Second, “the media” is changing so rapidly – particularly as traditional outlets converge and merge into the internet – that it may be beyond the ability of legislators to keep up with those changes. The McAlpine defamation saga is a case in point. Who does he sue? The tweeters? The re-tweeters? Under what jurisdiction does he sue foreign re-tweeters? And if he is unable to sue individuals who are subject to foreign jurisdictions, how can he protect himself from the lingering effects of the defamation? Would the UK be willing to apply internet filters to stop domestic surfers from accessing references to him on sites hosted outside the UK? Would such filters work? Ask the Chinese.

Prince William’s efforts to prevent the publication of topless pictures of his wife is another example of the difficulties of controlling content on the internet. He was unable to stop the pictures appearing in foreign print media, and no doubt they are still out there on the internet today for those who could be bothered to find them.

As far as the internet is concerned, Great Britain is not an island. So any law designed to protect individual rights can only be partly effective as long as the internet continues its current path towards domination of the media. Unless, of course every foreign jurisdiction can be persuaded to pass similar legislation. And that will never happen.

So any proposed unified media law passed in the UK will inevitably occupy its creators for a long time, and is only likely to be partially effective. And my guess is that no UK governement will make the effort any time soon. That’s the price we pay for living in a wired world.

From → Politics, Social, UK

  1. Andrew Morton permalink

    Just to ride my little hobby-horse a little longer before I dismount – regarding the much vaunted 300 years of press freedom- I assume this is referring to the 1689 “Bill of Rights”. However, the Bill of Rights, rather like Magna Carta was really about readjusting the power relationship between one set of aristocrats and another. Admittedly, both documents have a powerful symbolic significance, and in reality mark stages in the tortoise-like crawl of this country towards some kind of democracy. Those who cite the Bill of Rights are likely to be exactly those people who want to keep the debate about press freedom in the privileged arena of powerful interest groups regardless of the potential dire effects of press freedom on ordinary citizens. Having said all this, I agree that the matter is complex and to be approached with extreme caution.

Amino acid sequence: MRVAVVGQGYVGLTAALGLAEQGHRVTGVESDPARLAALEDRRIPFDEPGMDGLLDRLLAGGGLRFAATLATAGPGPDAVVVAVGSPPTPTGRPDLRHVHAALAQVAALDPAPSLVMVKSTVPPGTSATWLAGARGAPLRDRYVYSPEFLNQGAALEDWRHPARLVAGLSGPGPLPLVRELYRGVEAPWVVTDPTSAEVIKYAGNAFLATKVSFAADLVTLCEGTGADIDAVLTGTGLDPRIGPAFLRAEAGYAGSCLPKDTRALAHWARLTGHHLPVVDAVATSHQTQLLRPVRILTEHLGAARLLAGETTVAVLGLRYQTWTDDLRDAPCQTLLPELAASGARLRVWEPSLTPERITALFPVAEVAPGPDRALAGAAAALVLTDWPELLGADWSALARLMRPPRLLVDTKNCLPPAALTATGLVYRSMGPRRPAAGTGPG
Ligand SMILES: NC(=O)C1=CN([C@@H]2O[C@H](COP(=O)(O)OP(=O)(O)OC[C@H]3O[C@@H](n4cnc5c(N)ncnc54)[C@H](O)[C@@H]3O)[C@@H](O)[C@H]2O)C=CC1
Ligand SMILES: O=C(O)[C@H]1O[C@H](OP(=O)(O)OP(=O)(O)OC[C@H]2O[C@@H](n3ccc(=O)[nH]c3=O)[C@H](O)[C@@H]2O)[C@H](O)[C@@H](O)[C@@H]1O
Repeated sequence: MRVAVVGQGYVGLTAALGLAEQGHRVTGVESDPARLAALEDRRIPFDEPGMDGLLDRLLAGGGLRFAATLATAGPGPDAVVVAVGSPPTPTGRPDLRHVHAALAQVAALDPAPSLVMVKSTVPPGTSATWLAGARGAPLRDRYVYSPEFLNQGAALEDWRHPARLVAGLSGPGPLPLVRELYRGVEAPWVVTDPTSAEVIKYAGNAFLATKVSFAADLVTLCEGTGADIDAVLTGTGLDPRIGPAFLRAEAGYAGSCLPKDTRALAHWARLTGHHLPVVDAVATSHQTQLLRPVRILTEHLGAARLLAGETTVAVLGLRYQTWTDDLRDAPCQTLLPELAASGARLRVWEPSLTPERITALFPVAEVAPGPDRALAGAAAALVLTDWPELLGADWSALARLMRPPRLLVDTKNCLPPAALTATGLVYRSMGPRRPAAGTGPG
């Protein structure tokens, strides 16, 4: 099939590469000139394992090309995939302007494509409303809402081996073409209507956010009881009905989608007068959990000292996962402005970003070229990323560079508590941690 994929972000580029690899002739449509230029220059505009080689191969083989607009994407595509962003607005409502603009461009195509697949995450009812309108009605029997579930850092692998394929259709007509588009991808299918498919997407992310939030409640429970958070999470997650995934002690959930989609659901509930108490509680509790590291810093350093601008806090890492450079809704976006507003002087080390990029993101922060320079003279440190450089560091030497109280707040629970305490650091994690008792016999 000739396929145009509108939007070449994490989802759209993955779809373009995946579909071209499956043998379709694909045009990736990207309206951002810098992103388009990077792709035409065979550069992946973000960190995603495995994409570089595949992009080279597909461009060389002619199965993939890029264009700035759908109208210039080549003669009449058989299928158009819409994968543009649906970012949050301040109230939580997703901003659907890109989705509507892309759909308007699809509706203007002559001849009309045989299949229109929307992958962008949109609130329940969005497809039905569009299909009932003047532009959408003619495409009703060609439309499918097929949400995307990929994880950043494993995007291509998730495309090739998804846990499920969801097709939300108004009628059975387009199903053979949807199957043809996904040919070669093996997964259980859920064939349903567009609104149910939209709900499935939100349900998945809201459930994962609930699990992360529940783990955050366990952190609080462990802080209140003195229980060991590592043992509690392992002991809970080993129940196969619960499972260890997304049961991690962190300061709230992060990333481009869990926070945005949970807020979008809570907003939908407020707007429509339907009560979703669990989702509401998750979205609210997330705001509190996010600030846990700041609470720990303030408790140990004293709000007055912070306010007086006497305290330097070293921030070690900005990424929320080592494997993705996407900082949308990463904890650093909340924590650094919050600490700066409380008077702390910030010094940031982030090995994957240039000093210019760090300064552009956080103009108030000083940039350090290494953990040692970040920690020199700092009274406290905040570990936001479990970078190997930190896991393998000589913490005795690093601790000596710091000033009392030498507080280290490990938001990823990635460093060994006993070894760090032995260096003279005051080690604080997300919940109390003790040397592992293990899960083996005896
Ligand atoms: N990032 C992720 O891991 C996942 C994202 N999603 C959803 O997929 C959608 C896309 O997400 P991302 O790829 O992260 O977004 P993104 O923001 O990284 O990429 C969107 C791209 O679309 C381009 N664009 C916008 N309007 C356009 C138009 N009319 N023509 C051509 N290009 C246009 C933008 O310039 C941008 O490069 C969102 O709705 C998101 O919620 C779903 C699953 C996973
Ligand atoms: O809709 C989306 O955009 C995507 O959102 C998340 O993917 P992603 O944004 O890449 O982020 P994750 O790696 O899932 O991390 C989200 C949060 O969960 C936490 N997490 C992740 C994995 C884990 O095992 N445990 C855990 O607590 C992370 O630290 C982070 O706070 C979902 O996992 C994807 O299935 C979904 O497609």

• Thanks Andy

      One of the reasons I blog is that after decades of watching the world go by while getting on with the mundane job of making a living and tending to the needs of the next generation, the internet has given me an independent platform to air views I have shared and discussed with people – such as yourself – on an individual basis since childhood. That’s not to say that I’m free to write everything I would like to without consequences. I live in a region that is increasingly paying attention to online ramblings.

      I don’t really care how many people choose to visit this site, only that those who do find it interesting. The important thing is that the axe I grind is mine alone. No need to squeeze through the portals of the opinion-formers in the print or even the mainstream online media. And an opportunity to reach anyone in the world who sits at the end of a copper wire, an optical cable or a satellite signal.

      The print media is not yet in its death throes, but it certainly appears terminally ill. From my standpoint it is more important in the long term that national or international regulators and commercial interests do not exert the same type of control over the online media as they do on TV and newsprint.

      The increasing migration of conventional media to the internet means that we have a greater choice in what we view and read. And that means that we cannot so easily be prevented from access to content that others might not want us to see. And that content, as we all know, can be malevolent, manipulative and destructive as well as life-enhancing. The internet gives us a choice. We can exercise our critical faculties or swallow without thinking. At the risk of sounding like Eric Cantona, now we’re wandering through the forest and picking our own mushrooms – instead of buying them in a supermarket safe in the knowledge that what we buy is unlikely to kill us.

      So for me, the debate over control of the internet is the big one. Arguing about the print media is starting to look like a quarrel over a sick man’s will.